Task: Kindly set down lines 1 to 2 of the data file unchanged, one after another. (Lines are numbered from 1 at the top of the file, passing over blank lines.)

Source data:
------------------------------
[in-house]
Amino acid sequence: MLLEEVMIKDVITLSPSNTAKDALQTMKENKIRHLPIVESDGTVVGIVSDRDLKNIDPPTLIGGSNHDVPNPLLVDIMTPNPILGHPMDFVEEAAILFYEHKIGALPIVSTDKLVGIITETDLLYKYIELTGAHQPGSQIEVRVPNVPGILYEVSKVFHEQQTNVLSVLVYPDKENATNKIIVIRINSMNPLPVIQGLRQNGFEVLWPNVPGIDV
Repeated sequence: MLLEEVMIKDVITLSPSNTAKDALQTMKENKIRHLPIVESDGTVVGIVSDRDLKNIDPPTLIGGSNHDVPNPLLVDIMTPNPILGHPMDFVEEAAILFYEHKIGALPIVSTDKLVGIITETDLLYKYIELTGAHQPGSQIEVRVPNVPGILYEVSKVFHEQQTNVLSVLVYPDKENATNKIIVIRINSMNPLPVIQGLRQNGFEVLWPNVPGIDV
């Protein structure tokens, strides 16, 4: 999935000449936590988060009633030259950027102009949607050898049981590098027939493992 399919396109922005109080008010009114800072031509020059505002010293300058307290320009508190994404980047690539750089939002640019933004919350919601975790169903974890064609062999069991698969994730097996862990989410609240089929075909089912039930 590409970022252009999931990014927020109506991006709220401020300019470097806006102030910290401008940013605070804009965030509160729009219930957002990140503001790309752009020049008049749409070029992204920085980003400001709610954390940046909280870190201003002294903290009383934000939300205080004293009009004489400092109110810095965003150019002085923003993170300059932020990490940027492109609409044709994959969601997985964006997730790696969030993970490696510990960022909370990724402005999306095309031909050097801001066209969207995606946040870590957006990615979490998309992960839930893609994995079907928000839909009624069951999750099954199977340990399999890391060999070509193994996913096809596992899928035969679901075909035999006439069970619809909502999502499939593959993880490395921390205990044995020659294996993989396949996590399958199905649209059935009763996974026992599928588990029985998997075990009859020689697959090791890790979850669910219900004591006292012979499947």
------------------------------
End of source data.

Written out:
[in-house]
Amino acid sequence: MLLEEVMIKDVITLSPSNTAKDALQTMKENKIRHLPIVESDGTVVGIVSDRDLKNIDPPTLIGGSNHDVPNPLLVDIMTPNPILGHPMDFVEEAAILFYEHKIGALPIVSTDKLVGIITETDLLYKYIELTGAHQPGSQIEVRVPNVPGILYEVSKVFHEQQTNVLSVLVYPDKENATNKIIVIRINSMNPLPVIQGLRQNGFEVLWPNVPGIDV